This week's data should tell whether Fed ready to take plunge

30-05-2016

This week's data should tell whether Fed ready to take plunge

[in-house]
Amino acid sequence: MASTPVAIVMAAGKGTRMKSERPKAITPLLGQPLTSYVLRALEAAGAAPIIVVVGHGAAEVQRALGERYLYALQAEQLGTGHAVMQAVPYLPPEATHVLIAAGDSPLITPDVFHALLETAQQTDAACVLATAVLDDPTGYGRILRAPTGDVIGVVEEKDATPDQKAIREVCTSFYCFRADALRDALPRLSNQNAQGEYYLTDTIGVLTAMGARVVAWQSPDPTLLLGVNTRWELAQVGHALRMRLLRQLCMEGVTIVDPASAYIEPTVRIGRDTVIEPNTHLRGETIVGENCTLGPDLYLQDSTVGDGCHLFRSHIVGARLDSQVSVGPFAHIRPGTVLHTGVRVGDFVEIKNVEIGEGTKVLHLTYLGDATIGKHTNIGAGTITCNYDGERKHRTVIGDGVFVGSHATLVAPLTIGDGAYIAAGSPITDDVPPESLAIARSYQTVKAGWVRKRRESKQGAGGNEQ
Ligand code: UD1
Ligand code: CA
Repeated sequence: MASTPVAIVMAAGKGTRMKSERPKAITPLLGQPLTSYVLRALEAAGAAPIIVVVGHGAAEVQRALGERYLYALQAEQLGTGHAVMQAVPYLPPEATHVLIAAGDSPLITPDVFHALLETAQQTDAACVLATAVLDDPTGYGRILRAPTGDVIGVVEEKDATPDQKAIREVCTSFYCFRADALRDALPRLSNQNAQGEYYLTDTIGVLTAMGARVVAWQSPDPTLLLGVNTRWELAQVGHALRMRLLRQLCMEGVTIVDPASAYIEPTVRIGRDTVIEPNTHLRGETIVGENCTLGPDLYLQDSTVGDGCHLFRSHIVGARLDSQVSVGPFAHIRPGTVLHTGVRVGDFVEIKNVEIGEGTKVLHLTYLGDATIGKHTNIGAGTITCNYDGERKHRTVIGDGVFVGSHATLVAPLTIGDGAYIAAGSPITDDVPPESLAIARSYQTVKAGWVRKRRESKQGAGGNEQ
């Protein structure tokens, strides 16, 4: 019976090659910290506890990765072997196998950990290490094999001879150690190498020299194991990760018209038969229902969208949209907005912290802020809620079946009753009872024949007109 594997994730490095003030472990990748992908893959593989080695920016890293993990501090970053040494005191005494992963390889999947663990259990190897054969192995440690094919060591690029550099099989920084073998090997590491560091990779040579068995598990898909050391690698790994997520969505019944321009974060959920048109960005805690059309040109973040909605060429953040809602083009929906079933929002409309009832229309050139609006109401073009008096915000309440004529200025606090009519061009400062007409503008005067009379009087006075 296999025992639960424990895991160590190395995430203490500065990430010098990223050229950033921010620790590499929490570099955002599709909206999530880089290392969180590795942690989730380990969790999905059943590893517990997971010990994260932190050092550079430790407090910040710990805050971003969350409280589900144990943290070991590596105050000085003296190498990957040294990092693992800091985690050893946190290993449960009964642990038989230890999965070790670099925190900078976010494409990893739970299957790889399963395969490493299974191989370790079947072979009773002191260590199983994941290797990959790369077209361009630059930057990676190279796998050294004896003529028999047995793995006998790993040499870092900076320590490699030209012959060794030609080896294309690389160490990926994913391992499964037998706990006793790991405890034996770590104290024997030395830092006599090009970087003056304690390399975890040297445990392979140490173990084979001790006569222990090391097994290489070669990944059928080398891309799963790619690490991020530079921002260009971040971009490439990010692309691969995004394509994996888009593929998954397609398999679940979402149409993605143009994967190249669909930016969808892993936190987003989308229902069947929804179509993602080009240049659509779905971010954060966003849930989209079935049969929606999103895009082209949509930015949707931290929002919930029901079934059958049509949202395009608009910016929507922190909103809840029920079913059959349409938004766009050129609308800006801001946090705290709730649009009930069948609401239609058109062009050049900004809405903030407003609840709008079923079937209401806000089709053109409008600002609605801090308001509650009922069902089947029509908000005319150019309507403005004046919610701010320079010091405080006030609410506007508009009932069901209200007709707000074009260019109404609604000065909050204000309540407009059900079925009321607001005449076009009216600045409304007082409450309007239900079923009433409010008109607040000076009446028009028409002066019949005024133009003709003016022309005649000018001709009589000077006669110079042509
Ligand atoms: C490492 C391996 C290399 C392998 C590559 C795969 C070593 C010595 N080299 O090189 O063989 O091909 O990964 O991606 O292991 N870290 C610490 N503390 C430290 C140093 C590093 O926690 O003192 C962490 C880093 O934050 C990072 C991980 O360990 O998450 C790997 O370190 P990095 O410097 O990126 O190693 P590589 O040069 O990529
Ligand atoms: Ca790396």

Data in the coming week should give a deep look into the U.S. economy and provide some important clues as to whether it's strong enough for the Fed to hike rates this summer. From Friday's monthly jobs report to other data on inflation, manufacturing, the services sector and consumer, this four-day work week holds the last big blast of major reports ahead of the Fed's June 14 and 15 meeting. "I think the debate in the next week is: 'Did the data give enough ammo for the Fed to go in June or July?'" said Art Hogan, chief market strategist at Wunderlich Securities. "I think we lean toward July, because there's too much at risk for them to step in front of the Brexit vote by eight days." Brexit is the U.K.'s vote June 23 on whether to leave the European Union. While the Fed has said this could complicate its decision, recent polling shows a split is less likely to be approved by U.K. voters. Fed Chair Janet Yellen Friday gave another boost to the view that the Fed could raise rates as soon as June, when she said an interest rate hike is probably appropriate in the coming months if data continue to improve. There are just a few Fed speakers in the week ahead, but Yellen will make a major speech on the economy the following week, on June 6. In the past week, stocks sailed higher as markets seemed to become more comfortable with the idea that the Fed will soon raise interest rates for the second time since taking them to zero in 2008. The S&P 500 was up 2.3 percent to 2,099, its best week since March 4. The index is now perched just under 2,100, a key psychological level. Treasury yields were higher on the week with the two-year note yielding 0.91 percent Friday afternoon. The dollar was also firmer, with the dollar index up 0.5 percent on the week. Both Brent and West Texas Intermediate oil futures cracked $50 this past week for the first time since October, and now energy traders are looking ahead to OPEC's meeting Thursday. Fed funds futures Friday morning showed that the market was giving odds of 32 percent for a June rate hike and 64 percent for a July hike, according to data from Jefferies. The market has been upping the odds on June and July, as well as September, since the Fed minutes were released May 18 and indicated that the Fed would like to raise rates at its June meeting if the data are good enough. Fed officials, one after the other, have reinforced that a hike could come this summer, and markets have responded relatively calmly. Citigroup credit strategists surveyed their clients and found that two-thirds expect the credit markets to remain steady or that spreads will get even get tighter if the Fed raises rates. But Bank of America Merrill Lynch equity strategists have another view of the stock market. They said in a note Friday that a rate hike could surprise stocks, and that hawkish industries, like banks, are still cheap, while the dovish sectors that weaken in rate hiking cycles are still expensive. That would include REITs, food products and utilities. "I think the market moves are what's going to keep us on our toes," said Hogan. "So, now it's a shift back to the fundamentals and are the fundamentals good enough for the market to price in a July interest rate hike? It feels like it is." The jobs number could be a turning point for the view on the Fed, though economists also point out that the PCE deflator, the Fed's preferred inflation measure, will also be important when it is released Tuesday. Inflation measures have been picking up, though the PCE has lagged them. "I think the jobs number has the ability to push the expectations for the Fed in one direction or the other. I think it will come down more to the wages number than top line jobs," said Luke Tilley, chief economist at Wilmington Trust. He noted that jobs growth already had decelerated to 160,000 for April. Economists expect 161,000 nonfarm payrolls, an unemployment rate of 4.9 percent and an increase in average hourly wages of 0.2 percent, according to Thomson Reuters. A low nonfarm payrolls number should not deter the Fed. "The long-term run is nowhere near 200,000. It's much closer to 100,000 that they need to accommodate people moving into the labor force," said Tilley. The May employment report could be somewhat complicated by the fact that there were 35,000 Verizon workers on strike during the survey week for the report. Verizon said Friday it reached a settlement with its workers. William Lee, Citigroup head of North America Economics, expects 140,000 nonfarm payrolls, and excluding the Verizon workers it would have been 175,000. He expects the Fed to hike rates in September. In a note, he said the data in the coming week could help mend the split between hawks and doves on the Federal Open Market Committee. He said the rift appears to have prevented the comments about a June rate hike from being mentioned in their post-meeting statement. The release of the comment in the minutes was a surprise to markets and Fed watchers, and since then Fed officials have been pushing the idea of a summer hike. So this week's data will be key ahead of the Fed's June meeting, as will the retail sales number June 14. "Essentially we need everything that supports a strong consumer, and if anything comes in that shows that the consumer is crapping out, that's the thing I'm looking for the most. That's the thing the Fed is looking for. They're looking to see that the expansion they're looking for is consumer led, and solidly consumer led," Lee said. "The durable goods number confirmed there's no business investment … right now it's flattish but nowhere near that great." As for OPEC, the meeting is not expected to result in any change of production but it could be contentious. The last meeting of oil producers was in Doha in April, and included non-OPEC members. As it had been warning, Saudi Arabia would not agree to a deal to freeze production that did not include Iran. "Not much of anything has really changed since Doha. I think it would be hard for Iran and the Saudis to get along, and with prices the way they are, I don't see that they have much incentive," said Michael Wittner, global head of oil research at Societe Generale. Wittner said oil could drift lower ahead of the meeting of the Organization of the Petroleum Exporting Countries. WTI futures ended Friday at $49.33 per barrel.